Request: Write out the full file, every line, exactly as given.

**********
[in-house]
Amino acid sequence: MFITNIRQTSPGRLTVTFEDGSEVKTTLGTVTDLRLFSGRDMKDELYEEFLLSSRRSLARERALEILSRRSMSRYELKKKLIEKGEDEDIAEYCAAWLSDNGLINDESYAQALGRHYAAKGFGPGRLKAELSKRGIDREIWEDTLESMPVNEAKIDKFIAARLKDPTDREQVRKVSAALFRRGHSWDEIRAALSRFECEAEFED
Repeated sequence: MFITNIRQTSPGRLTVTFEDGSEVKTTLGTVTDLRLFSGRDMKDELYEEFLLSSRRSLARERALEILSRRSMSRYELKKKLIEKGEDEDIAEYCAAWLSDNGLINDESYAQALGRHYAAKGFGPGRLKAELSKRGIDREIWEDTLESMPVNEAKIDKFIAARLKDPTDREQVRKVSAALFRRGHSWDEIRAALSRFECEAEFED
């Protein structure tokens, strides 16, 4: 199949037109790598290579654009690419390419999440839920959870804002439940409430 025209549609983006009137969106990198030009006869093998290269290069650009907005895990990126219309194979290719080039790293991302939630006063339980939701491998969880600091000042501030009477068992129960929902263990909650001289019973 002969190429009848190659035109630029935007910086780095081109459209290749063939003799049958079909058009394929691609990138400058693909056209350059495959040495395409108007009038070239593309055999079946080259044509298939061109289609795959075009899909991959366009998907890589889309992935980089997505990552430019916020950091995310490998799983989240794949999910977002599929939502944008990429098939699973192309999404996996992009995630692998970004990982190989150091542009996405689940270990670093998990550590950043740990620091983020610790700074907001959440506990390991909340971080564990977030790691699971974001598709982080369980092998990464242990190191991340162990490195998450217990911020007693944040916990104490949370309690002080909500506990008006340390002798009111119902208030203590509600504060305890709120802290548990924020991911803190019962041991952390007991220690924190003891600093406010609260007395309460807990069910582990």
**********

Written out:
[in-house]
Amino acid sequence: MFITNIRQTSPGRLTVTFEDGSEVKTTLGTVTDLRLFSGRDMKDELYEEFLLSSRRSLARERALEILSRRSMSRYELKKKLIEKGEDEDIAEYCAAWLSDNGLINDESYAQALGRHYAAKGFGPGRLKAELSKRGIDREIWEDTLESMPVNEAKIDKFIAARLKDPTDREQVRKVSAALFRRGHSWDEIRAALSRFECEAEFED
Repeated sequence: MFITNIRQTSPGRLTVTFEDGSEVKTTLGTVTDLRLFSGRDMKDELYEEFLLSSRRSLARERALEILSRRSMSRYELKKKLIEKGEDEDIAEYCAAWLSDNGLINDESYAQALGRHYAAKGFGPGRLKAELSKRGIDREIWEDTLESMPVNEAKIDKFIAARLKDPTDREQVRKVSAALFRRGHSWDEIRAALSRFECEAEFED
């Protein structure tokens, strides 16, 4: 199949037109790598290579654009690419390419999440839920959870804002439940409430 025209549609983006009137969106990198030009006869093998290269290069650009907005895990990126219309194979290719080039790293991302939630006063339980939701491998969880600091000042501030009477068992129960929902263990909650001289019973 002969190429009848190659035109630029935007910086780095081109459209290749063939003799049958079909058009394929691609990138400058693909056209350059495959040495395409108007009038070239593309055999079946080259044509298939061109289609795959075009899909991959366009998907890589889309992935980089997505990552430019916020950091995310490998799983989240794949999910977002599929939502944008990429098939699973192309999404996996992009995630692998970004990982190989150091542009996405689940270990670093998990550590950043740990620091983020610790700074907001959440506990390991909340971080564990977030790691699971974001598709982080369980092998990464242990190191991340162990490195998450217990911020007693944040916990104490949370309690002080909500506990008006340390002798009111119902208030203590509600504060305890709120802290548990924020991911803190019962041991952390007991220690924190003891600093406010609260007395309460807990069910582990």